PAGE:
has a number of collectibles to find. The majority of these either come in the form of John's handmade toy collection or documents that explain more of the backstory. The documents are especially interesting as they are also real and are even read out to you by those who wrote them. They enticed me to search everywhere I could so that I can find every possible object with which I could interact. Even the likes of voice recordings in old cassette players can be discovered. The only downside here is that there is no chapter select or second chances with collectibles. If you miss any, you will have to start a brand new game and find them all again in one go. For us achievement hunters, that could be a nuisance so be extremely careful when coming into a new area.
Be sure to read and listen to everything you can!
Once you've completed your first playthrough of The Bunker
and realise that you've probably missed a collectable or two, you'll realise that it's actually quite a short game. This is the type of game that, like many horror-based titles, is only at its full potential when you experience it for the first time. For the few hours that you play it initially, it can be brilliant, but then once you discover that absolutely nothing in the game can be skipped, sitting through a cutscene and forcing John down some stairs just for the sake of one collectable at the end of a chapter can be slightly tedious. Racing through the game knowing what's on the other side still brings its own amusements, though.
In the first couple of hours of playing The Bunker
, there were a few times where the game froze and/or crashed. This was rather frustrating, especially when you had to do an entire section again or even miss a cutscene because the game decided to stop working just before it. A small issue with the actual game itself is that on the very few occasions where John might fail to do something or you fail crucial quick-time events, you will have to restart and waste thirty seconds to a minute of your time repeating what you just previously did. These are obstacles that live-action games may struggle to cross currently, but it's still unwanted nonetheless.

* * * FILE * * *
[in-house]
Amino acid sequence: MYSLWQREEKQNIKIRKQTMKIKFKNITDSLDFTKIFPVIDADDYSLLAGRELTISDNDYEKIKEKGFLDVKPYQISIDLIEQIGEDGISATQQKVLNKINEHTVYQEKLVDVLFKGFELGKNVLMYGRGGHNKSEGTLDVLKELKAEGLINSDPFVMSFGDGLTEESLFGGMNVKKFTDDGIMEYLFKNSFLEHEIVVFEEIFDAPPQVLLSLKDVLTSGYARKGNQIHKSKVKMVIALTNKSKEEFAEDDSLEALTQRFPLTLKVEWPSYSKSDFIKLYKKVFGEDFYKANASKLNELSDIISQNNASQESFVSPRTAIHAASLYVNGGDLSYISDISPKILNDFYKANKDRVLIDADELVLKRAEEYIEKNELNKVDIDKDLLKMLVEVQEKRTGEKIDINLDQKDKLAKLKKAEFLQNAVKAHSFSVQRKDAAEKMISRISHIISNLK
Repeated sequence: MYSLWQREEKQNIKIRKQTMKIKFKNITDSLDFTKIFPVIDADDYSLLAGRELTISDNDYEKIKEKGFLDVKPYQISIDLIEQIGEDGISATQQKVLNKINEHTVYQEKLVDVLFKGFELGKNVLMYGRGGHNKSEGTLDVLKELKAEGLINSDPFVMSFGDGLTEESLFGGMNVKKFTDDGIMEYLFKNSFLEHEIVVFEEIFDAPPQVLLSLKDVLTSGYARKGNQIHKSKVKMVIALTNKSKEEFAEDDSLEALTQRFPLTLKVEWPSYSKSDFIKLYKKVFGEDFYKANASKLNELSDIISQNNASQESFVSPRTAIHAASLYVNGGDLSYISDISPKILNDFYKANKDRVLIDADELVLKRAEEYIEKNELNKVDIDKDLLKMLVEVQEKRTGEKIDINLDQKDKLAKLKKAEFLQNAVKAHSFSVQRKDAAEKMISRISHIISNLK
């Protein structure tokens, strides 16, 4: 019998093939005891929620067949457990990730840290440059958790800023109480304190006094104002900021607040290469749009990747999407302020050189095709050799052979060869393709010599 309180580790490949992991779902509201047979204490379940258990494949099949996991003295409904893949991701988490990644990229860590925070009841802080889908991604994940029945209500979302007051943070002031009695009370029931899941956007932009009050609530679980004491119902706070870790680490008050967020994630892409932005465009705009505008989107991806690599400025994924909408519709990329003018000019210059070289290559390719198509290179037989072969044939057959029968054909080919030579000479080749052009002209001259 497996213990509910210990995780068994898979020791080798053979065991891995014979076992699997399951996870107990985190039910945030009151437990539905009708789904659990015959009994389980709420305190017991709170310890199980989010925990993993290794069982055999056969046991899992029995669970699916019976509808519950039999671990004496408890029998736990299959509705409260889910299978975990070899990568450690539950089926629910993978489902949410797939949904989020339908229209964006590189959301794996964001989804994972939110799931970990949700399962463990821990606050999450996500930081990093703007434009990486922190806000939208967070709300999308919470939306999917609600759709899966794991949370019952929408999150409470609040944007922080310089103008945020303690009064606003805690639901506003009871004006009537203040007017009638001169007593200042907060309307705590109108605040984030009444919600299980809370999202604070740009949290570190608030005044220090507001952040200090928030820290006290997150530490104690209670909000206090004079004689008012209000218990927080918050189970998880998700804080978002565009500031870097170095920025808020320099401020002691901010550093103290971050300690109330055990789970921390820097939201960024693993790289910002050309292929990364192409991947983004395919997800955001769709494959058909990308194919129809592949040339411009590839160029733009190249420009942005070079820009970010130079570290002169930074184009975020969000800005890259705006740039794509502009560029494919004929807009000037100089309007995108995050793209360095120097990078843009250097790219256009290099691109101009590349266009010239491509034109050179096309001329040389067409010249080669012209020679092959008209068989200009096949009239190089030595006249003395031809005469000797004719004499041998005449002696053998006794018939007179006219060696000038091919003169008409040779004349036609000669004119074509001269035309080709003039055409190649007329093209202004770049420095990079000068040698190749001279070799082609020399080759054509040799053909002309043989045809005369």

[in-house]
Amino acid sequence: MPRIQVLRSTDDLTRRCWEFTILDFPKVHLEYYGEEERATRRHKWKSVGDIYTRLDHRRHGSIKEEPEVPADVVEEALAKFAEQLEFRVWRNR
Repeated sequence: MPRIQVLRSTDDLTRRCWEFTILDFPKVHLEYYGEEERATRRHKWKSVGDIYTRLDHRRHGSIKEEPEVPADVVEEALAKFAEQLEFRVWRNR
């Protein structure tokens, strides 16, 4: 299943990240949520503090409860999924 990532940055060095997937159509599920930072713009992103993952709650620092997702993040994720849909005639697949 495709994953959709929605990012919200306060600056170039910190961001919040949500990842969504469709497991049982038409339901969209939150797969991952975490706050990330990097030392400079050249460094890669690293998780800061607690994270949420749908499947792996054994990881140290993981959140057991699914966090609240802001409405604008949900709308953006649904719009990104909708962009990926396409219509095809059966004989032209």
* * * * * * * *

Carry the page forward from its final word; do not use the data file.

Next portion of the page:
The Bunker What could possibly be down there?
has twenty eight achievements in total and while a decent chunk of these are gained through natural progression, the rest are awarded for your eagle eyed exploration. John will need to find all of his toys, as well as everything else that the bunker is hiding within its walls. There is also one peculiar achievement for finding the missing puzzle piece
, but that's up to you to discover for yourself. Overall, it's a simple enough list that can be achieved by anyone willing to do an extra playthrough.
is a special game in that it tries to be different from everything else. The way in which it plays out completely in live-action is extremely commendable and it's executed very well in the core point-and-click gameplay. The cast also play their parts very well, especially John's actor who perfectly conveys the character's utter terror to everything around him. Live-action does bring with it some issues, though, as the game can repeat cycles of actions when John is on the screen and the game itself suffers from some bugs. Despite potentially missing them and voiding them from your playthrough, the collectibles help to enrich the story and enlighten players on the bunker's creepy backstory. The developers have done a great job in creating a tense adventure and if you're simply curious in seeing what it's like to play a live-action game, or if you're up for a little atmosphere in your next title, then The Bunker
is certainly worth the trip.
- Effective tension and atmosphere
- Excellent acting from main characters
- Live-action meshes well with gameplay
- Collectibles enhance the story and feel worthwhile
- Missing collectibles can be a nuisance
- Bugs leading to the game crashing a few times
- Repeated live-action animations when the player slows progress
The reviewer spent approx. 6-7 hours playing through the game twice and feeling sorry for poor John. He's still trying to find that missing puzzle piece as well. 26 of the game's 28 achievements were earned in the process. A code for the game was provided by the publisher for the purpose of this review.